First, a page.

Between a rock and a beautiful place
Naturalist John Muir would be flipping in his grave if he knew about the Azusa Rock Quarry expansion proposal
By David Czamanske 04/15/2010
When drivers along the Foothill (210) Freeway look north toward the entrance to San Gabriel Canyon, most notice the large scar on the rock face of the mountain on the canyon’s west side.
Those in the know readily respond to inquires of “what is that?” as follows: “That” is the result of 90 years of mining in what is known as the Azusa Rock Quarry, located just north of Duarte but within Azusa city limits.
What some may not know is that the current owner, Vulcan Materials Co., the nation’s largest producer of aggregate, is proposing a major expansion that will slice 600 feet off the ridge separating Fish Canyon, a tributary of the San Gabriel River containing a spectacular 100-foot waterfall, from residential areas in Duarte.
Not surprisingly, residents of Duarte are adamantly opposed to the plan, and Duarte’s City Council has set aside $700,000 to fight it by every legal means possible.
A showdown is expected at Monday’s meeting of Azusa’s City Council, when Vulcan’s proposal for a modified conditional use permit, or CUP, and a new development agreement is up for a vote.
Vulcan is a relatively new owner of the quarry, having purchased it from Calmat in 1999. Vulcan inherited from Calmat a 50-year permit issued in 1988 to mine rock off the east side of Fish Canyon. This mining has scarred the mountain, created major desecration to the streambed of Fish Canyon and closed off trail access to the waterfall.
In its application for a modified CUP, Vulcan proposes to exchange its inherited right to mine on the east side of Fish Canyon for a permit to mine 105 million tons of rock over the next 28 years on the canyon’s west side, thereby destroying Van Tassel Ridge.
In return, Vulcan promises to restore the streambed of Fish Creek and to reclaim the newly mined area, as well as previously mined rock slopes, through a technique known as micro-benching in which low-rise rock benches a foot or so wide are seeded with native vegetation after mining.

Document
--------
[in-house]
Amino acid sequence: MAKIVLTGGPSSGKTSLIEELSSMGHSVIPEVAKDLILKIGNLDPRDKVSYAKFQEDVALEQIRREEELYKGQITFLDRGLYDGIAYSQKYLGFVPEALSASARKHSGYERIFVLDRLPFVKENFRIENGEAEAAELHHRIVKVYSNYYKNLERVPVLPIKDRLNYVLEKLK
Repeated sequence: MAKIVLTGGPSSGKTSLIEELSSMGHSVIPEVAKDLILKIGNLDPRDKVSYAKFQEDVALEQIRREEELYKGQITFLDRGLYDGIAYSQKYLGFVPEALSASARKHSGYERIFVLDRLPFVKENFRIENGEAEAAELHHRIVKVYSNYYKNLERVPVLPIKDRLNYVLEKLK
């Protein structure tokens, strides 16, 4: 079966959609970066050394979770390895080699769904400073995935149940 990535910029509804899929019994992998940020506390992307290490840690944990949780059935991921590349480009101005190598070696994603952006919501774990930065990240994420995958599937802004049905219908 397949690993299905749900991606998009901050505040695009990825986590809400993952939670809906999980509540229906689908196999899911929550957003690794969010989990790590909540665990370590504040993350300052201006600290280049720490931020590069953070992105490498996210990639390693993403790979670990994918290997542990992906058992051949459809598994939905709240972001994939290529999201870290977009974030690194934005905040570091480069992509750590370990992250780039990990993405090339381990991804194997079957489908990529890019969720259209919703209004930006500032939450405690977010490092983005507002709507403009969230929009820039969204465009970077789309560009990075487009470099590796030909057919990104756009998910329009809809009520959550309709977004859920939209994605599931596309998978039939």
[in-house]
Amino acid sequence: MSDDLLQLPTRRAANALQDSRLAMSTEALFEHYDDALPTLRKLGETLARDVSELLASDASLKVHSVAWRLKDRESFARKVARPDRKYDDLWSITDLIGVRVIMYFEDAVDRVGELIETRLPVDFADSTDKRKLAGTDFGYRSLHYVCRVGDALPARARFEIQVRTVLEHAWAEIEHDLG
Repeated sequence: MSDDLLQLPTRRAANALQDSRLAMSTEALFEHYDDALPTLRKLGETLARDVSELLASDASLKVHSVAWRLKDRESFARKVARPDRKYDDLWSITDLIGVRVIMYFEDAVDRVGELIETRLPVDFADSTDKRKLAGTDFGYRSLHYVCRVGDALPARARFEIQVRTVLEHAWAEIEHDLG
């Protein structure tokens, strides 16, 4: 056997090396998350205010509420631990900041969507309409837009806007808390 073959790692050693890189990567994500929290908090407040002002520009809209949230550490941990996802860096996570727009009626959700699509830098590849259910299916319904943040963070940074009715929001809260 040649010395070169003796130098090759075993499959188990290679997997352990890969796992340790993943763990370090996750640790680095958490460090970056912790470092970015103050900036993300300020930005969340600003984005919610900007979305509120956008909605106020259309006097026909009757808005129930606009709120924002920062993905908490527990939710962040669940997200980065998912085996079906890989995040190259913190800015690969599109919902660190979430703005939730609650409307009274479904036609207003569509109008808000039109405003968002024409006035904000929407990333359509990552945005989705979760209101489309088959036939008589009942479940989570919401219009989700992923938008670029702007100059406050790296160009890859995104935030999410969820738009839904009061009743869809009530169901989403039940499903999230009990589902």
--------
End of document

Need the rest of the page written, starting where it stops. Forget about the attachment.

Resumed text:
As a sweetener, Vulcan proposes in a draft development agreement to pay the city of Azusa $1.5 million in advance extraction taxes 30 days after project approval and resolution of any litigation against the project, and to thereafter pay the city $500,000 each year during the project’s remaining 28 years of operation.
Save Our Canyon, an Azusa-based citizens’ group opposing the project, has exhaustively examined the proposal and asserts that Vulcan’s claims are suspect. While Vulcan claims the proposal to mine 80 acres on the west side of the canyon is a mere swap for its existing right to mine 80 acres on the east side, in actuality almost 20 acres on the east side has already been mined.
Save Our Canyon additionally points out that, according to city of Azusa public records, Vulcan has only paid $44,000 in mining taxes during the last eight years. Meanwhile, Cemex, a gravel pit mining company operating in the city, paid $5.7 million during the same time period.
A Draft Environmental Impact Report (DEIR) for the project was released for a 45-day public comment period on Dec. 23. Hundreds of opponents testified at three public hearings held by Azusa’s Planning Commission after the DEIR was released, but on March 10 the Commission voted 3-1 to support the CUP and the revised reclamation plan.
In response to residents’ concerns about the health impacts of crystalline silica dust that will be generated by Vulcan’s operations, representatives of the South Coast Air Quality Management District announced at an April 8 town hall meeting co-sponsored by the city of Duarte, Democratic Congresswoman Judy Chu and Assemblyman Anthony Portantino that it is asking Azusa to include more comprehensive analysis of the project’s air quality effects before certifying the final EIR and voting on the proposed permit modification.
The Sierra Club’s San Gabriel Valley Conservation Task Force evaluated Vulcan’s proposal and submitted extensive comments on the draft EIR. The Sierra Club is opposed to the proposal because it will permanently disfigure Van Tassel Ridge, create additional dust and particulate air pollution, and continue restricting public access to Fish Canyon Falls, which is located in Angeles National Forest within Duarte city limits.
John Muir explored these mountains on a visit to Southern California in 1877 and declared them some of the most rugged he had ever encountered. He’d be turning over in his grave if he saw what mining has already done to this area, and he’d turn over a second time if he learned that mining expansion would soon chop down the most prominent ridge overlooking the entrance to San Gabriel Canyon.
(For further information, see extensive critical analysis of the project posted on the Web site of Save Our Canyon at saveourcanyon.org.)
David Czamanske is vice chair of the Sierra Club’s Pasadena Group and a member of the club’s San Gabriel Valley Conservation Task Force.